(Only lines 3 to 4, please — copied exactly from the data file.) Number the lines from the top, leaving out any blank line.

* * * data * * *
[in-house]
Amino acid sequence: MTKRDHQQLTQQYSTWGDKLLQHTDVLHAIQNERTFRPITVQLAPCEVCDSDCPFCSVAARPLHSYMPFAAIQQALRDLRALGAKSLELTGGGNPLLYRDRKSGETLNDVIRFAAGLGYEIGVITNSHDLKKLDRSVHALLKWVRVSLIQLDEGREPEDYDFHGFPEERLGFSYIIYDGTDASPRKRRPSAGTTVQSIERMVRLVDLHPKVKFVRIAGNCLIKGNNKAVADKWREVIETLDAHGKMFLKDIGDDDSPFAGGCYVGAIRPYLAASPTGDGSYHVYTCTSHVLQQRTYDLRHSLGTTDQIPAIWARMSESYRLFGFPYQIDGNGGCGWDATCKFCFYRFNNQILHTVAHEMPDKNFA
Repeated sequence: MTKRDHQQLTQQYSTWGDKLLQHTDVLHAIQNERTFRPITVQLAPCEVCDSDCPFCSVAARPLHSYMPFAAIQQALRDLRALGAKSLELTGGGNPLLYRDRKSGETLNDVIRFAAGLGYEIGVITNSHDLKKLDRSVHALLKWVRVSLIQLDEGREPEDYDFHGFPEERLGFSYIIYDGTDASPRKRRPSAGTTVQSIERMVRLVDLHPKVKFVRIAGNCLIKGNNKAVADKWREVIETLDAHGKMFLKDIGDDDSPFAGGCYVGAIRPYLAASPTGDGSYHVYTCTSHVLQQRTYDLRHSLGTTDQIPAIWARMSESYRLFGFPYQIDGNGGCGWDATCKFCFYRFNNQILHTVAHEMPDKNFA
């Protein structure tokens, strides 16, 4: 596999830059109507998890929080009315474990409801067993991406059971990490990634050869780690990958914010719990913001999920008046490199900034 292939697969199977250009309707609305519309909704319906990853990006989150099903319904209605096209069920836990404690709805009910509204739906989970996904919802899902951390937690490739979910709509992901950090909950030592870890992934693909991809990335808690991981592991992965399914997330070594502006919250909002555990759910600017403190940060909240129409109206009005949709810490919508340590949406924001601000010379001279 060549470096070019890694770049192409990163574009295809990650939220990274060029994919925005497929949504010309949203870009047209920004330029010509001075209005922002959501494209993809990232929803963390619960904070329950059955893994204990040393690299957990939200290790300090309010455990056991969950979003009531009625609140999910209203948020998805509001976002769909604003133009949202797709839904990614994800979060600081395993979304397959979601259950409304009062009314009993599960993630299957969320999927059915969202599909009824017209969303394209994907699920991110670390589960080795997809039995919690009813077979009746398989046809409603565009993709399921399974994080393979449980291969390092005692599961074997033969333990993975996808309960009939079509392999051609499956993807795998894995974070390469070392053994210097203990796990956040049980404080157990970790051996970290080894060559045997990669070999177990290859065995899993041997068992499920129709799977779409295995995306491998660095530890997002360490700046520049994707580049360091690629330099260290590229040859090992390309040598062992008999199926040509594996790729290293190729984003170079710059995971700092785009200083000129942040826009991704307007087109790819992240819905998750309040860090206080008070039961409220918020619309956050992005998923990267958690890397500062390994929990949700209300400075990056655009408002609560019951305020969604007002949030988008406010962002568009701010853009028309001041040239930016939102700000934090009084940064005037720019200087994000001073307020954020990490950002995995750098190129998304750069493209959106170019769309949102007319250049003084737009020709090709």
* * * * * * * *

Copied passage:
Repeated sequence: MTKRDHQQLTQQYSTWGDKLLQHTDVLHAIQNERTFRPITVQLAPCEVCDSDCPFCSVAARPLHSYMPFAAIQQALRDLRALGAKSLELTGGGNPLLYRDRKSGETLNDVIRFAAGLGYEIGVITNSHDLKKLDRSVHALLKWVRVSLIQLDEGREPEDYDFHGFPEERLGFSYIIYDGTDASPRKRRPSAGTTVQSIERMVRLVDLHPKVKFVRIAGNCLIKGNNKAVADKWREVIETLDAHGKMFLKDIGDDDSPFAGGCYVGAIRPYLAASPTGDGSYHVYTCTSHVLQQRTYDLRHSLGTTDQIPAIWARMSESYRLFGFPYQIDGNGGCGWDATCKFCFYRFNNQILHTVAHEMPDKNFA
């Protein structure tokens, strides 16, 4: 596999830059109507998890929080009315474990409801067993991406059971990490990634050869780690990958914010719990913001999920008046490199900034 292939697969199977250009309707609305519309909704319906990853990006989150099903319904209605096209069920836990404690709805009910509204739906989970996904919802899902951390937690490739979910709509992901950090909950030592870890992934693909991809990335808690991981592991992965399914997330070594502006919250909002555990759910600017403190940060909240129409109206009005949709810490919508340590949406924001601000010379001279 060549470096070019890694770049192409990163574009295809990650939220990274060029994919925005497929949504010309949203870009047209920004330029010509001075209005922002959501494209993809990232929803963390619960904070329950059955893994204990040393690299957990939200290790300090309010455990056991969950979003009531009625609140999910209203948020998805509001976002769909604003133009949202797709839904990614994800979060600081395993979304397959979601259950409304009062009314009993599960993630299957969320999927059915969202599909009824017209969303394209994907699920991110670390589960080795997809039995919690009813077979009746398989046809409603565009993709399921399974994080393979449980291969390092005692599961074997033969333990993975996808309960009939079509392999051609499956993807795998894995974070390469070392053994210097203990796990956040049980404080157990970790051996970290080894060559045997990669070999177990290859065995899993041997068992499920129709799977779409295995995306491998660095530890997002360490700046520049994707580049360091690629330099260290590229040859090992390309040598062992008999199926040509594996790729290293190729984003170079710059995971700092785009200083000129942040826009991704307007087109790819992240819905998750309040860090206080008070039961409220918020619309956050992005998923990267958690890397500062390994929990949700209300400075990056655009408002609560019951305020969604007002949030988008406010962002568009701010853009028309001041040239930016939102700000934090009084940064005037720019200087994000001073307020954020990490950002995995750098190129998304750069493209959106170019769309949102007319250049003084737009020709090709």